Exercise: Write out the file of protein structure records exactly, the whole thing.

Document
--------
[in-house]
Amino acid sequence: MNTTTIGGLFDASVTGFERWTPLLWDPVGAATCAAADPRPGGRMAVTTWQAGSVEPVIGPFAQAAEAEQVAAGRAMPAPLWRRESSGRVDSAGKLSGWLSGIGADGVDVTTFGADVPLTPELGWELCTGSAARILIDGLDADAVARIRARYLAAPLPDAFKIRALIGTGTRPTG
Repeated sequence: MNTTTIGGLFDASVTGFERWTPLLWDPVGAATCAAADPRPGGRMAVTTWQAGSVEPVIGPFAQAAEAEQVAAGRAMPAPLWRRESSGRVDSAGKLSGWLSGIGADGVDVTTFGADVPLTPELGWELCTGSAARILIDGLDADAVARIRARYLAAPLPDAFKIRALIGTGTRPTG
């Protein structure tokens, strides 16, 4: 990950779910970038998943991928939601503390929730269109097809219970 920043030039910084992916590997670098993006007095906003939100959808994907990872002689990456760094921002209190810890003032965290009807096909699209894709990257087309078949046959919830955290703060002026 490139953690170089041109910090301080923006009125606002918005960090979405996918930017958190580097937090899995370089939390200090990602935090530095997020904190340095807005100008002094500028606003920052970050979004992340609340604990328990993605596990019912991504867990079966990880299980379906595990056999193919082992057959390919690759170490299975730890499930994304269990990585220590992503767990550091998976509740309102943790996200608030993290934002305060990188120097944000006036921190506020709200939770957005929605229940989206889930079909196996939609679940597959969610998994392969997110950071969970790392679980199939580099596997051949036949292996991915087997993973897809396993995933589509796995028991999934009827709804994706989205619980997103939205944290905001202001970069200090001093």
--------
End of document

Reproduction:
[in-house]
Amino acid sequence: MNTTTIGGLFDASVTGFERWTPLLWDPVGAATCAAADPRPGGRMAVTTWQAGSVEPVIGPFAQAAEAEQVAAGRAMPAPLWRRESSGRVDSAGKLSGWLSGIGADGVDVTTFGADVPLTPELGWELCTGSAARILIDGLDADAVARIRARYLAAPLPDAFKIRALIGTGTRPTG
Repeated sequence: MNTTTIGGLFDASVTGFERWTPLLWDPVGAATCAAADPRPGGRMAVTTWQAGSVEPVIGPFAQAAEAEQVAAGRAMPAPLWRRESSGRVDSAGKLSGWLSGIGADGVDVTTFGADVPLTPELGWELCTGSAARILIDGLDADAVARIRARYLAAPLPDAFKIRALIGTGTRPTG
């Protein structure tokens, strides 16, 4: 990950779910970038998943991928939601503390929730269109097809219970 920043030039910084992916590997670098993006007095906003939100959808994907990872002689990456760094921002209190810890003032965290009807096909699209894709990257087309078949046959919830955290703060002026 490139953690170089041109910090301080923006009125606002918005960090979405996918930017958190580097937090899995370089939390200090990602935090530095997020904190340095807005100008002094500028606003920052970050979004992340609340604990328990993605596990019912991504867990079966990880299980379906595990056999193919082992057959390919690759170490299975730890499930994304269990990585220590992503767990550091998976509740309102943790996200608030993290934002305060990188120097944000006036921190506020709200939770957005929605229940989206889930079909196996939609679940597959969610998994392969997110950071969970790392679980199939580099596997051949036949292996991915087997993973897809396993995933589509796995028991999934009827709804994706989205619980997103939205944290905001202001970069200090001093």